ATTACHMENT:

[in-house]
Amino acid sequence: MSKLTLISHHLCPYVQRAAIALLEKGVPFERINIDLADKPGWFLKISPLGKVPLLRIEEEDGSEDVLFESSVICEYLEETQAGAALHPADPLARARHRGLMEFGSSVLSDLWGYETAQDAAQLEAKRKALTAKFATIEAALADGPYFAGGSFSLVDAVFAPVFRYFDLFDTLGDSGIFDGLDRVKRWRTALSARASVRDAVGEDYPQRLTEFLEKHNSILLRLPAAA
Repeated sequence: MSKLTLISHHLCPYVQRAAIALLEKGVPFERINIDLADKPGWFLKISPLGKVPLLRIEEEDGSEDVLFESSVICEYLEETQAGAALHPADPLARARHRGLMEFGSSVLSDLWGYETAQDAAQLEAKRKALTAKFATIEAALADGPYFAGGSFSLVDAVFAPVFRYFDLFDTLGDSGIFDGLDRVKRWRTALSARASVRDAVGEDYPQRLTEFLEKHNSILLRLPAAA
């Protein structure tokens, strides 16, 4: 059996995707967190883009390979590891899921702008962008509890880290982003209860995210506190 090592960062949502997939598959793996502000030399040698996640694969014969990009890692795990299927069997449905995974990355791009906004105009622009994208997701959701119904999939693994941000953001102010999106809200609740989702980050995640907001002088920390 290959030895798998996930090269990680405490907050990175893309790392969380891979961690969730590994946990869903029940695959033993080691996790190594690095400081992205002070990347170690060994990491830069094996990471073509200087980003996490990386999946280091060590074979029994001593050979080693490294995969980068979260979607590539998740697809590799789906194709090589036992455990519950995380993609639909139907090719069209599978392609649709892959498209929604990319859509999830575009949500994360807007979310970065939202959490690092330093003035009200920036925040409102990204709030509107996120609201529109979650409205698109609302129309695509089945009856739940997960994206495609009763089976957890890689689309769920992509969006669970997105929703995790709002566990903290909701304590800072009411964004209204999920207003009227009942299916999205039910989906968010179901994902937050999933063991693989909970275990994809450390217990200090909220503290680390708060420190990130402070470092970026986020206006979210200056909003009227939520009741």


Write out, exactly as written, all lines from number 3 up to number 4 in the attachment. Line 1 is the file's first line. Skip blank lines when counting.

Repeated sequence: MSKLTLISHHLCPYVQRAAIALLEKGVPFERINIDLADKPGWFLKISPLGKVPLLRIEEEDGSEDVLFESSVICEYLEETQAGAALHPADPLARARHRGLMEFGSSVLSDLWGYETAQDAAQLEAKRKALTAKFATIEAALADGPYFAGGSFSLVDAVFAPVFRYFDLFDTLGDSGIFDGLDRVKRWRTALSARASVRDAVGEDYPQRLTEFLEKHNSILLRLPAAA
């Protein structure tokens, strides 16, 4: 059996995707967190883009390979590891899921702008962008509890880290982003209860995210506190 090592960062949502997939598959793996502000030399040698996640694969014969990009890692795990299927069997449905995974990355791009906004105009622009994208997701959701119904999939693994941000953001102010999106809200609740989702980050995640907001002088920390 290959030895798998996930090269990680405490907050990175893309790392969380891979961690969730590994946990869903029940695959033993080691996790190594690095400081992205002070990347170690060994990491830069094996990471073509200087980003996490990386999946280091060590074979029994001593050979080693490294995969980068979260979607590539998740697809590799789906194709090589036992455990519950995380993609639909139907090719069209599978392609649709892959498209929604990319859509999830575009949500994360807007979310970065939202959490690092330093003035009200920036925040409102990204709030509107996120609201529109979650409205698109609302129309695509089945009856739940997960994206495609009763089976957890890689689309769920992509969006669970997105929703995790709002566990903290909701304590800072009411964004209204999920207003009227009942299916999205039910989906968010179901994902937050999933063991693989909970275990994809450390217990200090909220503290680390708060420190990130402070470092970026986020206006979210200056909003009227939520009741």